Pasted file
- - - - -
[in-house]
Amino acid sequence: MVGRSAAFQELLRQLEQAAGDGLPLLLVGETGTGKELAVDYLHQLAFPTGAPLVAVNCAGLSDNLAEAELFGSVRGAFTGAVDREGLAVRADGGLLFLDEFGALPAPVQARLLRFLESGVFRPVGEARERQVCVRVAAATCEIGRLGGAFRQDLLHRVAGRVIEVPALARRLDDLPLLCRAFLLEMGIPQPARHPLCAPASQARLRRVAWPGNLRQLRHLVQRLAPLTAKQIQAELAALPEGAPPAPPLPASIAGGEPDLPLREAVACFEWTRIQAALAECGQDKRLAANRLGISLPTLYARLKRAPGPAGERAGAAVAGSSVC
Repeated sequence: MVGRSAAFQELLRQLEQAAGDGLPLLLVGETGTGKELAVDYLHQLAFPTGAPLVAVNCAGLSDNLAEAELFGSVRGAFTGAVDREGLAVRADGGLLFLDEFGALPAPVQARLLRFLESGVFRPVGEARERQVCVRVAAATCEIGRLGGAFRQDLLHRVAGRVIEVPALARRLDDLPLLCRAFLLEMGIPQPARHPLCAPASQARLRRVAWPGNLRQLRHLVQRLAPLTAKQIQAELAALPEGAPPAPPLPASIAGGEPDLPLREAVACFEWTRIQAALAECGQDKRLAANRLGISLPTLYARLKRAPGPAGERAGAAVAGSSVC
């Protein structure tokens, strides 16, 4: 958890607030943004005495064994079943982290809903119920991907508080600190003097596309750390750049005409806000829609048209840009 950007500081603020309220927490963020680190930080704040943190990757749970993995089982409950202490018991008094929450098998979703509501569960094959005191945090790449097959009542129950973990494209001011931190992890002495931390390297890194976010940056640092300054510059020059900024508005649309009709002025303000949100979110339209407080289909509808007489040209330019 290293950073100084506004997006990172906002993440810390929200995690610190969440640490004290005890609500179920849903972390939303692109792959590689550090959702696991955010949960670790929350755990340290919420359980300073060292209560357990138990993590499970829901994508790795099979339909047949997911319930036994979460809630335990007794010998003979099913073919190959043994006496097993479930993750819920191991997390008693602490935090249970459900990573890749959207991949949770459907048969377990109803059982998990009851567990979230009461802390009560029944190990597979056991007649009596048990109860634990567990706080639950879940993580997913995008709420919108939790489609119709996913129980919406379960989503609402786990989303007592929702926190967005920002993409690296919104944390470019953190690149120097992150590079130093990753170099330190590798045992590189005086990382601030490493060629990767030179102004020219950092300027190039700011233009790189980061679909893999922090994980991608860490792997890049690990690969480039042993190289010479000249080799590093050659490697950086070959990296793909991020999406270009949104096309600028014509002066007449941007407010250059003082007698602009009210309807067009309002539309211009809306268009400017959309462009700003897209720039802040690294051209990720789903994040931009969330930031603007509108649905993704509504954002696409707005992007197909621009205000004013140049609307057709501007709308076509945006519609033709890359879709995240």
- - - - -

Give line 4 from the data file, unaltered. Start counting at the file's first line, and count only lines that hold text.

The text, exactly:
């Protein structure tokens, strides 16, 4: 958890607030943004005495064994079943982290809903119920991907508080600190003097596309750390750049005409806000829609048209840009 950007500081603020309220927490963020680190930080704040943190990757749970993995089982409950202490018991008094929450098998979703509501569960094959005191945090790449097959009542129950973990494209001011931190992890002495931390390297890194976010940056640092300054510059020059900024508005649309009709002025303000949100979110339209407080289909509808007489040209330019 290293950073100084506004997006990172906002993440810390929200995690610190969440640490004290005890609500179920849903972390939303692109792959590689550090959702696991955010949960670790929350755990340290919420359980300073060292209560357990138990993590499970829901994508790795099979339909047949997911319930036994979460809630335990007794010998003979099913073919190959043994006496097993479930993750819920191991997390008693602490935090249970459900990573890749959207991949949770459907048969377990109803059982998990009851567990979230009461802390009560029944190990597979056991007649009596048990109860634990567990706080639950879940993580997913995008709420919108939790489609119709996913129980919406379960989503609402786990989303007592929702926190967005920002993409690296919104944390470019953190690149120097992150590079130093990753170099330190590798045992590189005086990382601030490493060629990767030179102004020219950092300027190039700011233009790189980061679909893999922090994980991608860490792997890049690990690969480039042993190289010479000249080799590093050659490697950086070959990296793909991020999406270009949104096309600028014509002066007449941007407010250059003082007698602009009210309807067009309002539309211009809306268009400017959309462009700003897209720039802040690294051209990720789903994040931009969330930031603007509108649905993704509504954002696409707005992007197909621009205000004013140049609307057709501007709308076509945006519609033709890359879709995240």